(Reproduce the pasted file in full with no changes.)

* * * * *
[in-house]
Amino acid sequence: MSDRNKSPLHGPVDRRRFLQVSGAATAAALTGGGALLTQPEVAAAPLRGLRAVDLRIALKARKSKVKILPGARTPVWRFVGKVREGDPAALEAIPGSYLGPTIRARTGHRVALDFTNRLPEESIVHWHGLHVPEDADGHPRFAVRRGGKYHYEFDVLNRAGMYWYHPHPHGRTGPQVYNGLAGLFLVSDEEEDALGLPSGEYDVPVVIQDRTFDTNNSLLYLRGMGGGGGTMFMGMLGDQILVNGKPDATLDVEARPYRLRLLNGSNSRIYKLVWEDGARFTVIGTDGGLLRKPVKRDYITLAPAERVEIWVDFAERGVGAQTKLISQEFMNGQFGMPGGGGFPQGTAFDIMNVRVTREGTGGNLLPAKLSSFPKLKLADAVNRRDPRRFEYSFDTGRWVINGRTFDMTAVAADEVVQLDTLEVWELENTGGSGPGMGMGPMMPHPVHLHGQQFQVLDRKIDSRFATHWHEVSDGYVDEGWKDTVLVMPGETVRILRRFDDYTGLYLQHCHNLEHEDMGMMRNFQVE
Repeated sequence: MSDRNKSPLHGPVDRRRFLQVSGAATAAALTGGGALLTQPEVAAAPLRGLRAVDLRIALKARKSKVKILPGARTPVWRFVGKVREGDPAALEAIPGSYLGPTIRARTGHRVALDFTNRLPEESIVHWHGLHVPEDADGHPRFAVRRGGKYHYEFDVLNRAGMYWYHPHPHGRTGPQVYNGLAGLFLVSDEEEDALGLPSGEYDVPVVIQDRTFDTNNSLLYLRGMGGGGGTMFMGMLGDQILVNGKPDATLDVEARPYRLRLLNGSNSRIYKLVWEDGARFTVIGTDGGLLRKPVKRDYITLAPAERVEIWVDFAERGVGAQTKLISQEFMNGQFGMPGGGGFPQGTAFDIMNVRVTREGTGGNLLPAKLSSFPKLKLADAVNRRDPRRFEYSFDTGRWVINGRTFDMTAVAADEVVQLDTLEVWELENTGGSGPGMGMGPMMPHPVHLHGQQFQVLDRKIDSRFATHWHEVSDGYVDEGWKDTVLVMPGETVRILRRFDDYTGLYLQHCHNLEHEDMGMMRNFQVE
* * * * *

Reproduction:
[in-house]
Amino acid sequence: MSDRNKSPLHGPVDRRRFLQVSGAATAAALTGGGALLTQPEVAAAPLRGLRAVDLRIALKARKSKVKILPGARTPVWRFVGKVREGDPAALEAIPGSYLGPTIRARTGHRVALDFTNRLPEESIVHWHGLHVPEDADGHPRFAVRRGGKYHYEFDVLNRAGMYWYHPHPHGRTGPQVYNGLAGLFLVSDEEEDALGLPSGEYDVPVVIQDRTFDTNNSLLYLRGMGGGGGTMFMGMLGDQILVNGKPDATLDVEARPYRLRLLNGSNSRIYKLVWEDGARFTVIGTDGGLLRKPVKRDYITLAPAERVEIWVDFAERGVGAQTKLISQEFMNGQFGMPGGGGFPQGTAFDIMNVRVTREGTGGNLLPAKLSSFPKLKLADAVNRRDPRRFEYSFDTGRWVINGRTFDMTAVAADEVVQLDTLEVWELENTGGSGPGMGMGPMMPHPVHLHGQQFQVLDRKIDSRFATHWHEVSDGYVDEGWKDTVLVMPGETVRILRRFDDYTGLYLQHCHNLEHEDMGMMRNFQVE
Repeated sequence: MSDRNKSPLHGPVDRRRFLQVSGAATAAALTGGGALLTQPEVAAAPLRGLRAVDLRIALKARKSKVKILPGARTPVWRFVGKVREGDPAALEAIPGSYLGPTIRARTGHRVALDFTNRLPEESIVHWHGLHVPEDADGHPRFAVRRGGKYHYEFDVLNRAGMYWYHPHPHGRTGPQVYNGLAGLFLVSDEEEDALGLPSGEYDVPVVIQDRTFDTNNSLLYLRGMGGGGGTMFMGMLGDQILVNGKPDATLDVEARPYRLRLLNGSNSRIYKLVWEDGARFTVIGTDGGLLRKPVKRDYITLAPAERVEIWVDFAERGVGAQTKLISQEFMNGQFGMPGGGGFPQGTAFDIMNVRVTREGTGGNLLPAKLSSFPKLKLADAVNRRDPRRFEYSFDTGRWVINGRTFDMTAVAADEVVQLDTLEVWELENTGGSGPGMGMGPMMPHPVHLHGQQFQVLDRKIDSRFATHWHEVSDGYVDEGWKDTVLVMPGETVRILRRFDDYTGLYLQHCHNLEHEDMGMMRNFQVE